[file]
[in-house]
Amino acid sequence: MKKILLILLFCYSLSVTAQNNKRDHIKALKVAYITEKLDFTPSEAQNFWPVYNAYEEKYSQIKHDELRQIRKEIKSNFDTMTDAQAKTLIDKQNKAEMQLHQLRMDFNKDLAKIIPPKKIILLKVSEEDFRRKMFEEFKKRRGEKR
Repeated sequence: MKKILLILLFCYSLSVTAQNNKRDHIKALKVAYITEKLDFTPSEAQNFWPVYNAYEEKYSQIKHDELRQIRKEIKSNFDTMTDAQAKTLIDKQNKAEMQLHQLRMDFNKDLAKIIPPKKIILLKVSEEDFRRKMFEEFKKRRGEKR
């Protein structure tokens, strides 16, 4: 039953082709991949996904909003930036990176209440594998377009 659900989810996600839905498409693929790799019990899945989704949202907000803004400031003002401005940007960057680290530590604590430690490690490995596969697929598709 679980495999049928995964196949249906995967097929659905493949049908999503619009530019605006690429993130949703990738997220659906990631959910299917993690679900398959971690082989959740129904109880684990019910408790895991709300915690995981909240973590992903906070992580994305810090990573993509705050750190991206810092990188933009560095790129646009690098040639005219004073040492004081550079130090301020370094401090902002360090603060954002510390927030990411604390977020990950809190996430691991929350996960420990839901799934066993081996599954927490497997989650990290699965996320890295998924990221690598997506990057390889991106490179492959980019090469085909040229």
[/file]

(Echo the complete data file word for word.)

[in-house]
Amino acid sequence: MKKILLILLFCYSLSVTAQNNKRDHIKALKVAYITEKLDFTPSEAQNFWPVYNAYEEKYSQIKHDELRQIRKEIKSNFDTMTDAQAKTLIDKQNKAEMQLHQLRMDFNKDLAKIIPPKKIILLKVSEEDFRRKMFEEFKKRRGEKR
Repeated sequence: MKKILLILLFCYSLSVTAQNNKRDHIKALKVAYITEKLDFTPSEAQNFWPVYNAYEEKYSQIKHDELRQIRKEIKSNFDTMTDAQAKTLIDKQNKAEMQLHQLRMDFNKDLAKIIPPKKIILLKVSEEDFRRKMFEEFKKRRGEKR
């Protein structure tokens, strides 16, 4: 039953082709991949996904909003930036990176209440594998377009 659900989810996600839905498409693929790799019990899945989704949202907000803004400031003002401005940007960057680290530590604590430690490690490995596969697929598709 679980495999049928995964196949249906995967097929659905493949049908999503619009530019605006690429993130949703990738997220659906990631959910299917993690679900398959971690082989959740129904109880684990019910408790895991709300915690995981909240973590992903906070992580994305810090990573993509705050750190991206810092990188933009560095790129646009690098040639005219004073040492004081550079130090301020370094401090902002360090603060954002510390927030990411604390977020990950809190996430691991929350996960420990839901799934066993081996599954927490497997989650990290699965996320890295998924990221690598997506990057390889991106490179492959980019090469085909040229």